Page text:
Bachelor and Master Thesis
If you are interested in joining our group for a bachelor or master thesis or an internship, then please explore our Research site and contact the relevant group leader well ahead of your desired starting date. Your e-mail should include a few paragraphs that explain what you have studied, who you are, what the time frame for your planned project is, and why you would like to join our group.
Below is a list of possible research projects for a Bachelor or Master thesis. Please contact the person indicated if you would like to find out more about the project.
|Towards a checklist of Swiss rust fungi||Details||Reinhard Berndt
|Host adaptation in Epichloë fungal endophytes||Details||Adrian Leuchtmann|
|Molecular evolution of conserved imprinted genes in wild tomatoes||Details||Thomas Städler|
|Looking for a silenced transgene in South African maize||Details||Miluse Trtikova|
Research Projects Details:
More than 500 species of plant parasitic rust fungi (Uredinales) have been reported from Switzerland but little is known about their actual distribution, abundance and their response to anthropogenic changes of the environment.
In this master thesis you will acquaint yourself with this ecologically and economically important group of fungi and contribute to a national checklist.
Work will include
- Fieldwork and light microscopy to familiarize yourself with the study organisms
- Data mining in major Swiss herbaria, especially Geneva
- Data mining in relevant literature
- Entering and processing obtained data for use in a checklist
Host specificity is an important concept that underlies every association between microbes and their hosts. An example are the wide spread and agriculturally important fungal endophytes of genus Epichloë (Ascomycota) that infect grasses. Sexual taxa of this genus may formspecies complexes including several host-associated cryptic species, which provides an ideal model to study speciation. For understanding coevolutionary processes between host and fungus, the molecular genetic basis of host adaptation will be examined. Master thesis projects may include genomic work using DNA libraries as well as experimental work with plants and fungi done in growth chambers.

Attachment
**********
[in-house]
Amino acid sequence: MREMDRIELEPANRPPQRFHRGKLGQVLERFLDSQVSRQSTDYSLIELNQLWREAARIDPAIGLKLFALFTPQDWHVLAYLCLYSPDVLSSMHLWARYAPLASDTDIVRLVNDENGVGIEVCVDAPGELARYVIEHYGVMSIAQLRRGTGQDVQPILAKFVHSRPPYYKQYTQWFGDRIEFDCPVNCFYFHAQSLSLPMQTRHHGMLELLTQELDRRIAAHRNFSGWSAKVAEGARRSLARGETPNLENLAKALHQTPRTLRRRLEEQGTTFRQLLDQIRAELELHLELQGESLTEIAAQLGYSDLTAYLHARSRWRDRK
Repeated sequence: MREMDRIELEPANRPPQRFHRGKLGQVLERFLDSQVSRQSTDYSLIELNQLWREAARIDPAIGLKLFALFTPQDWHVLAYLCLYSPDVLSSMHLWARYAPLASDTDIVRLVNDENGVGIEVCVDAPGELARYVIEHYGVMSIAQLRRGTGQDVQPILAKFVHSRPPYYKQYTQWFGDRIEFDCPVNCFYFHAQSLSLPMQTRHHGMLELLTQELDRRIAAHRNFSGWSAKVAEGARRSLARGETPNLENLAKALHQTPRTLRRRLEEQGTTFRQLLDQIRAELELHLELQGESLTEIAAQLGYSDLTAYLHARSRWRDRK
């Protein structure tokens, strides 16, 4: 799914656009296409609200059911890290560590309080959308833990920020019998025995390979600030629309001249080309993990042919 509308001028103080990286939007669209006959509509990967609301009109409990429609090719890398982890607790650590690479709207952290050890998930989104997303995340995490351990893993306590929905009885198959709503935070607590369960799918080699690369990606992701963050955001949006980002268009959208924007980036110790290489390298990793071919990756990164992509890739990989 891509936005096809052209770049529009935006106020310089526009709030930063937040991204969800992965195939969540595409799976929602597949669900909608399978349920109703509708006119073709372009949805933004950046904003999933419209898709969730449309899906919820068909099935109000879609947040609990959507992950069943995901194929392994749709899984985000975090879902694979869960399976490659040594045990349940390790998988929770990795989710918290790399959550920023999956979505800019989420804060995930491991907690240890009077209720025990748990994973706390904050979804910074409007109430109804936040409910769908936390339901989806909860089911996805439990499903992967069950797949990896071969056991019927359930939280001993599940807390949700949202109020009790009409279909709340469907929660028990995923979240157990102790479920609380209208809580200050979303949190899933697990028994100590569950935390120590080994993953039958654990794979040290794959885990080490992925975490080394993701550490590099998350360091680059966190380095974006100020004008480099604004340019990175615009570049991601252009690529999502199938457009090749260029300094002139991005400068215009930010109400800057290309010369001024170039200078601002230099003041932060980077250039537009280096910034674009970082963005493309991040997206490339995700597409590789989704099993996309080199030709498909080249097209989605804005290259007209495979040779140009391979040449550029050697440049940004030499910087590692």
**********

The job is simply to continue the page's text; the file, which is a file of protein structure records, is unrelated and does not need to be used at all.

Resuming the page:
Genomic imprinting occurs in the triploid endosperm of flowering plants, a seed compartment vital to the nourishment of the developing embryo. Imprinting refers to the biased expression of either the paternal or the maternal allele, and this (near) monoparental expression at some of these genes is likely to be critical for the success of developing seeds. A rich body of evolutionary theory to explain the evolution and maintenance of genomic imprinting has accrued, and the "kinship" or "parental conflict" theory posits differential interests of father and mother over the allocation of resources to offspring. Recent work on wild tomatoes has identified candidate imprinted genes in tomatoes that appear to be shared in their imprinted status in other flowering plants such as maize or Arabidopsis.
The proposed Master project could investigate such conserved imprinted genes for signatures of natural selection, in particular evidence of balancing selection that might manifest as haplotype structure and/or unusual patterns of polymorphism in DNA sequence data. The tomato clade is particularly suitable for this type of investigation because it comprises several closely related species with diverging mating systems; parental conflict is expected to be diminished under partial self-fertilization compared to obligate outcrossing. The project could make use of already existing data obtained from transcriptome sequencing, or could also generate new sequence data that would ideally encompass promoter (noncoding) regions adjacent to the coding regions of candidate genes. Data analyses would use programs for molecular population genetic analyses.
Transgene flow between genetically modified (GM) Bt maize and non-GM open pollinated maize varieties (OPV) could have promoted the development of resistance to Bt maize in a major pest Busseola fusca in South Africa. It remains unknown how is the transgene expressed once it is acquired by OPV and whether the Bt toxin level reaches the sufficiently high dose to kill B. fusca. In this bachelor thesis you will analyze samples collected from the crosses between Bt maize and OPV that tested negative for Bt toxin, however, it needs to be proven that the transgene itself is absent in these samples, as it could still be present but not expressed, i.e. silenced. You will use LAMP, an innovative method to detect transgenes in plant material, that could be deployed under field conditions in South Africa, unlike the traditionally used PCR.